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A look at lawmakers' agenda

SPRINGFIELD -- Lawmakers are getting ready to head back to the Capitol City next week for fall veto session.
SPRINGFIELD -- Lawmakers are getting ready to head back to the Capitol City next week for fall veto session. There are a lot of leftover issues still on their plates from the spring session, as well as a few new issues they need to sort out. WCIA-3's Ashley Michels has a preview of what to expect from the Capitol the next few weeks.

When the leaves start to turn, for state lawmakers, there is a lot on their to-do list. So we hit the streets to find out what you want to see them get done first.

"I want them to get working on the pension and basically just get working on the budget and get things straightened out."

"Pensions. I mean, sure it's up there, but, for me, I think they really need to worry about funding schools. It's important for our kids."

State Representative Raymond Poe (R) was asked if any of that will happen.

"It seems like everything's always about the budget."

In the fall, lawmakers spend a lot of time dishing out some extra money to state programs which find their budgets coming up too short. But, Poe says he's not sure yet where any of that money could go this year.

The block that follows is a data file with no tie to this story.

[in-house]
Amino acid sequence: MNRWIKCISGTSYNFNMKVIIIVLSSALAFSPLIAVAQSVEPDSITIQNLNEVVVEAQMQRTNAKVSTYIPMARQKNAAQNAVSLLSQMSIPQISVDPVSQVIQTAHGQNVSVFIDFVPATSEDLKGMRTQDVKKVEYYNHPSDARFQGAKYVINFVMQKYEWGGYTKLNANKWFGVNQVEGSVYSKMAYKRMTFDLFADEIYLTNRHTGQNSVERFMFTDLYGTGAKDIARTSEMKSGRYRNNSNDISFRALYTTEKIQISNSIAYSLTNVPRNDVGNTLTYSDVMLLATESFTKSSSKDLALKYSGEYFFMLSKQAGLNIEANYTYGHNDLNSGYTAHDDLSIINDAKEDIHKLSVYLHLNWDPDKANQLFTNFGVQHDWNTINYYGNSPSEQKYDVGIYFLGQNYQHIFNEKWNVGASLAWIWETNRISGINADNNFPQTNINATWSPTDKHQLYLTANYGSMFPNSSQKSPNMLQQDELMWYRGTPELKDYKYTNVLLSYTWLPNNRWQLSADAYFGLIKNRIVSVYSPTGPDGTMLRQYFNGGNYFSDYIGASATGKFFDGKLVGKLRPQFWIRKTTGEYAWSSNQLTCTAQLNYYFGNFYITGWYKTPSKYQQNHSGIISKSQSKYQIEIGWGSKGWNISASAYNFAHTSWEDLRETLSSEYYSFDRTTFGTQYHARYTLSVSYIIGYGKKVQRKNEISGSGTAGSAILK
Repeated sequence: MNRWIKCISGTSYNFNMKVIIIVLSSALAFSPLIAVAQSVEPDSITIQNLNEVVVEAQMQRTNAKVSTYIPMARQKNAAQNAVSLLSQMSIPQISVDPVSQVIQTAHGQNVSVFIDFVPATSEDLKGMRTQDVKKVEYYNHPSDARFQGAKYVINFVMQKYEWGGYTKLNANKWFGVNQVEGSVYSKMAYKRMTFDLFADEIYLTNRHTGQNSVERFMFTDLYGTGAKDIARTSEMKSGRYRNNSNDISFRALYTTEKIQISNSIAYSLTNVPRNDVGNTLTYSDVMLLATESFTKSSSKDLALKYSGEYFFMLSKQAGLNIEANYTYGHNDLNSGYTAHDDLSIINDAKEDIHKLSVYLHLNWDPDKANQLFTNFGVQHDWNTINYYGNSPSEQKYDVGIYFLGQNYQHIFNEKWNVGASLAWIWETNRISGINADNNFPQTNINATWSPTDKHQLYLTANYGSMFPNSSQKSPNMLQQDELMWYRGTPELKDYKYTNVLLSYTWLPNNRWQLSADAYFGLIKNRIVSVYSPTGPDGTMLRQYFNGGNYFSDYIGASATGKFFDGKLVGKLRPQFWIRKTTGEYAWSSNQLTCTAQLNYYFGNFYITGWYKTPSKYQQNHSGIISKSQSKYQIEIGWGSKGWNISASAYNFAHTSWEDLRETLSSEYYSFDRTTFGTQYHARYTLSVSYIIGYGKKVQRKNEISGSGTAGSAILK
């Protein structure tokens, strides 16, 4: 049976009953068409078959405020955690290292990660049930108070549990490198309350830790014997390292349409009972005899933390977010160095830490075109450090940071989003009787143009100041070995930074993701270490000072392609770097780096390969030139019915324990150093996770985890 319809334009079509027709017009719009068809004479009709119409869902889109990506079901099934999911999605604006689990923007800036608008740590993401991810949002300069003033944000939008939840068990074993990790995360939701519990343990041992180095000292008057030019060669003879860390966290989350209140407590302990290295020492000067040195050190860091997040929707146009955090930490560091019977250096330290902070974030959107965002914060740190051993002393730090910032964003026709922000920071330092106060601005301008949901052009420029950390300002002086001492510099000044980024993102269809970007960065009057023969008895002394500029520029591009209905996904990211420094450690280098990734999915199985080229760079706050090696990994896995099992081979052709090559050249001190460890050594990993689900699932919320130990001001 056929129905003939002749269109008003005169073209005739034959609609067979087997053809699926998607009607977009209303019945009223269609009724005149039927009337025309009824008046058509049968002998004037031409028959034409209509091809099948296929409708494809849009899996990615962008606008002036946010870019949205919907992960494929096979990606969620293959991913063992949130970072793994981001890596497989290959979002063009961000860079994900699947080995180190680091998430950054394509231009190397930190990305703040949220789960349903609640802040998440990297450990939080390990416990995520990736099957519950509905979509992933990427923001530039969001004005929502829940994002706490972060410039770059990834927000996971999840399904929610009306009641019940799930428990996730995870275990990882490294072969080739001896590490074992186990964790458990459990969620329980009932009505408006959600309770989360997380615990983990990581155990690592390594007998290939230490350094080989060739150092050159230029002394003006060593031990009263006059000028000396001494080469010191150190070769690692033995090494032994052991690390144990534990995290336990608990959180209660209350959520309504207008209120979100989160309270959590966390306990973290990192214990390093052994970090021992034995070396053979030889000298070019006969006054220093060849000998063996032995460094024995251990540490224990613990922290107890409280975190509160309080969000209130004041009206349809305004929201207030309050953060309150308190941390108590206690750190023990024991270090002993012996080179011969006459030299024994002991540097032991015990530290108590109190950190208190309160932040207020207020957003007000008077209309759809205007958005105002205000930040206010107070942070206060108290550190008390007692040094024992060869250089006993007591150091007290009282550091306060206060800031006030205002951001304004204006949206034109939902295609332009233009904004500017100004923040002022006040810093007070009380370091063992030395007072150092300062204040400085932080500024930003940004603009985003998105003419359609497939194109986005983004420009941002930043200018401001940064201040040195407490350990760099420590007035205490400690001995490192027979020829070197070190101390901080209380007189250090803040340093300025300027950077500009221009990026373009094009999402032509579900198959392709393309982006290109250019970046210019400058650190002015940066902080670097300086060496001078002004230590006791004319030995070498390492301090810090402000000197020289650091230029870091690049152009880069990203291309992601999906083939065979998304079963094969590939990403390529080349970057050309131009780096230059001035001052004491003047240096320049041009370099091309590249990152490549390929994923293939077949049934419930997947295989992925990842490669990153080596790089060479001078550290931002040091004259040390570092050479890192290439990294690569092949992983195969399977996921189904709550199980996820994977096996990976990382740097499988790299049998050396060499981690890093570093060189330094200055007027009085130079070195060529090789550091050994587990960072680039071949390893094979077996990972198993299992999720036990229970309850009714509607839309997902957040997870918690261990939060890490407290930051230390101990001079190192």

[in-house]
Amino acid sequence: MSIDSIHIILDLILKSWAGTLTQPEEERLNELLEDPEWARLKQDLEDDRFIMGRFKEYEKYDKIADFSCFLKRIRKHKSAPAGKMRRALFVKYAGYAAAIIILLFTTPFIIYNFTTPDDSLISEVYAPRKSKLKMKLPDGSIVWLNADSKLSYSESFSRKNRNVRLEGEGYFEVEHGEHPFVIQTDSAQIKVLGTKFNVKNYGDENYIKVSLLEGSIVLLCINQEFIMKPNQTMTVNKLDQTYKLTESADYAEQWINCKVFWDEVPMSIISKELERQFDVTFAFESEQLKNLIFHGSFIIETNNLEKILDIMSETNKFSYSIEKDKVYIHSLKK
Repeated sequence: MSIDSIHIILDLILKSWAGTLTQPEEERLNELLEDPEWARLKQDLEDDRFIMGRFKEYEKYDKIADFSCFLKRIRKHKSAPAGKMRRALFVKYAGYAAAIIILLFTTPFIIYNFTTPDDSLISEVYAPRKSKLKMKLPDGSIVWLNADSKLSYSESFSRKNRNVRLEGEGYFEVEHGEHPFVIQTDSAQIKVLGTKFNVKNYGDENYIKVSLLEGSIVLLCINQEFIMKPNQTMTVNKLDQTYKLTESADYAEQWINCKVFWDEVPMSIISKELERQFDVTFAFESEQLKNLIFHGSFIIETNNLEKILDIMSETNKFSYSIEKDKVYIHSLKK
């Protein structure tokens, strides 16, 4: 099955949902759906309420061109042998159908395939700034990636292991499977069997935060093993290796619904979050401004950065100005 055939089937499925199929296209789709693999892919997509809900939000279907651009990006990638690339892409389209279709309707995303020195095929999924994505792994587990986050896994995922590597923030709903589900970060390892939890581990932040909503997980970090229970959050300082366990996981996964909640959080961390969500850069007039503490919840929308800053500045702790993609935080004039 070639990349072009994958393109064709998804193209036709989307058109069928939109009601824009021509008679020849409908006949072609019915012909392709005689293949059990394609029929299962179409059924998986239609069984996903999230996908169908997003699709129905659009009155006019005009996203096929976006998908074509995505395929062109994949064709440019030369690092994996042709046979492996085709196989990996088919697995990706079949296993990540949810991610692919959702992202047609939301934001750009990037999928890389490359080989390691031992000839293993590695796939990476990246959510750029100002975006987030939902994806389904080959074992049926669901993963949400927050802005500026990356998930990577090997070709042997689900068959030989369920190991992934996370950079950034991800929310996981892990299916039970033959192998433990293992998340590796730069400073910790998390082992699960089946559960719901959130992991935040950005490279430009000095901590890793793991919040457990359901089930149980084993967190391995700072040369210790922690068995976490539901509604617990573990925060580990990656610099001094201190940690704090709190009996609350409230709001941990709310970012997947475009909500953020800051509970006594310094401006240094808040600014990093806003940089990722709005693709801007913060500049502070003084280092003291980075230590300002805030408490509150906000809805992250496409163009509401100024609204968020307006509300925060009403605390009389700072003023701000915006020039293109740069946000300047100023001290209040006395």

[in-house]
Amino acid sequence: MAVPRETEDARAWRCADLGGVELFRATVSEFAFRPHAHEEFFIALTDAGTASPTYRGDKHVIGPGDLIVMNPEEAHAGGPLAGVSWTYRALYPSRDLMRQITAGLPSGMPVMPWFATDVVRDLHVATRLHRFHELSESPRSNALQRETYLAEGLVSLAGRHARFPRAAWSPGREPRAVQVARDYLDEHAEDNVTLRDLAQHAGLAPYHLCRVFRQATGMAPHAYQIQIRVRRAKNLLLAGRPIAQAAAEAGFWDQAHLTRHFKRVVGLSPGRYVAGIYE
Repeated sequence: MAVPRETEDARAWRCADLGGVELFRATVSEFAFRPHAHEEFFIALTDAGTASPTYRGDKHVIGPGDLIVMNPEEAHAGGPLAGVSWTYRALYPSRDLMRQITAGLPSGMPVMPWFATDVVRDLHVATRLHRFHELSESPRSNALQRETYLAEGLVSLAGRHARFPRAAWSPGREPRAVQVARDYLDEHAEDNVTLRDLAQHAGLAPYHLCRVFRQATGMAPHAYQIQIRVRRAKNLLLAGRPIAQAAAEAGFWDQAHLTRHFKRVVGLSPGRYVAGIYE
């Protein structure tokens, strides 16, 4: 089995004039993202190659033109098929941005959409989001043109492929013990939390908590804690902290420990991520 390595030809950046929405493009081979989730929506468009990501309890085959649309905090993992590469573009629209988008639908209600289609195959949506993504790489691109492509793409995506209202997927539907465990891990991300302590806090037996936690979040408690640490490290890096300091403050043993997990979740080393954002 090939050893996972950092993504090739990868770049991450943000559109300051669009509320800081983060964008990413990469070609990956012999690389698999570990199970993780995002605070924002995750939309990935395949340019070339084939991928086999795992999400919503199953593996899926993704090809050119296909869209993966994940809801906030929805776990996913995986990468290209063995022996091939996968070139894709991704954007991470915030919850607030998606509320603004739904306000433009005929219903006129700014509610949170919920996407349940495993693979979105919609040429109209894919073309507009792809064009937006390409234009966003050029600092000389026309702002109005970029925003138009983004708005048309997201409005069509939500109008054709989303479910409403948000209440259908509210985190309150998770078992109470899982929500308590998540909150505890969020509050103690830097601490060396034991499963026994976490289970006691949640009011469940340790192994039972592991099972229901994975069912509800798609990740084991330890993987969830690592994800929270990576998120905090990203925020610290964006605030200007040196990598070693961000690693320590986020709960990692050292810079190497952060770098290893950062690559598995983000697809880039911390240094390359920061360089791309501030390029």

State retiree healthcare will also be a big topic of conversation. Eligibility changed, leaving retirees with more questions than answers.

"Every legislator around the state has to be getting a call from their retirees."

That's why there will be hearings next week to determine what exactly the changes will mean for your health and your wallet.

"Then, of course, the pensions."

The state's $100-billion problem is what a special committee has been working on for a solution all summer, with the hopes of having a deal ready when lawmakers return. But, they say that's not looking too promising.

"It's just another one of those things that gets hung up on politics and some people don't think we ever ought to let a crisis go by without trying to do something, and I think, sometimes, we're rushing into those things that take years and years to get here and you're not going to cure it in one year."

Other issues, like same-sex marriage and gun control are likely
to come up as well, but Poe says, when it comes to session, you never know.

"Always something pops up at the last minute and I"m sure that's going to happen."

Veto session runs for three days next week and three days the first week of November. Representative Poe says they'll spend the first week getting familiar with issues, then they'll take action on them during the second week.
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